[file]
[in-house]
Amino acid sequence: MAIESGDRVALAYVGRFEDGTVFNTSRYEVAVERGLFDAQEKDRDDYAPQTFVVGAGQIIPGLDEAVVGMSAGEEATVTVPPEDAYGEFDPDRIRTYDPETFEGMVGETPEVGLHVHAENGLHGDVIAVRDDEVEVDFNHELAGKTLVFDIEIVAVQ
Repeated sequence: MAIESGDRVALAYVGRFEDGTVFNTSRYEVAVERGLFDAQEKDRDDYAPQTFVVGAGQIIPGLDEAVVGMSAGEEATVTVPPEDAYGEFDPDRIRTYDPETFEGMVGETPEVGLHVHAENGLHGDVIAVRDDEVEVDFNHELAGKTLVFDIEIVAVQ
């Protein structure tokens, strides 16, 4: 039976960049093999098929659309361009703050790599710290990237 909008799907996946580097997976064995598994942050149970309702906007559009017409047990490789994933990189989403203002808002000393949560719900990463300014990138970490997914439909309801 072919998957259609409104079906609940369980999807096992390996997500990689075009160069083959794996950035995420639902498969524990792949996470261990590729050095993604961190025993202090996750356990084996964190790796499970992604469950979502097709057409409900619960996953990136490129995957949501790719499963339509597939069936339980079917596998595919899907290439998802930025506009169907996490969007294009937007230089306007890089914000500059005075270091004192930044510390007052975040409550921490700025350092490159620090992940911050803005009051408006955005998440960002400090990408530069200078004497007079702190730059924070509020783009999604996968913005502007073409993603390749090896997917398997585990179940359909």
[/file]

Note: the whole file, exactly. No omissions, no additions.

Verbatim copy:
[in-house]
Amino acid sequence: MAIESGDRVALAYVGRFEDGTVFNTSRYEVAVERGLFDAQEKDRDDYAPQTFVVGAGQIIPGLDEAVVGMSAGEEATVTVPPEDAYGEFDPDRIRTYDPETFEGMVGETPEVGLHVHAENGLHGDVIAVRDDEVEVDFNHELAGKTLVFDIEIVAVQ
Repeated sequence: MAIESGDRVALAYVGRFEDGTVFNTSRYEVAVERGLFDAQEKDRDDYAPQTFVVGAGQIIPGLDEAVVGMSAGEEATVTVPPEDAYGEFDPDRIRTYDPETFEGMVGETPEVGLHVHAENGLHGDVIAVRDDEVEVDFNHELAGKTLVFDIEIVAVQ
């Protein structure tokens, strides 16, 4: 039976960049093999098929659309361009703050790599710290990237 909008799907996946580097997976064995598994942050149970309702906007559009017409047990490789994933990189989403203002808002000393949560719900990463300014990138970490997914439909309801 072919998957259609409104079906609940369980999807096992390996997500990689075009160069083959794996950035995420639902498969524990792949996470261990590729050095993604961190025993202090996750356990084996964190790796499970992604469950979502097709057409409900619960996953990136490129995957949501790719499963339509597939069936339980079917596998595919899907290439998802930025506009169907996490969007294009937007230089306007890089914000500059005075270091004192930044510390007052975040409550921490700025350092490159620090992940911050803005009051408006955005998440960002400090990408530069200078004497007079702190730059924070509020783009999604996968913005502007073409993603390749090896997917398997585990179940359909």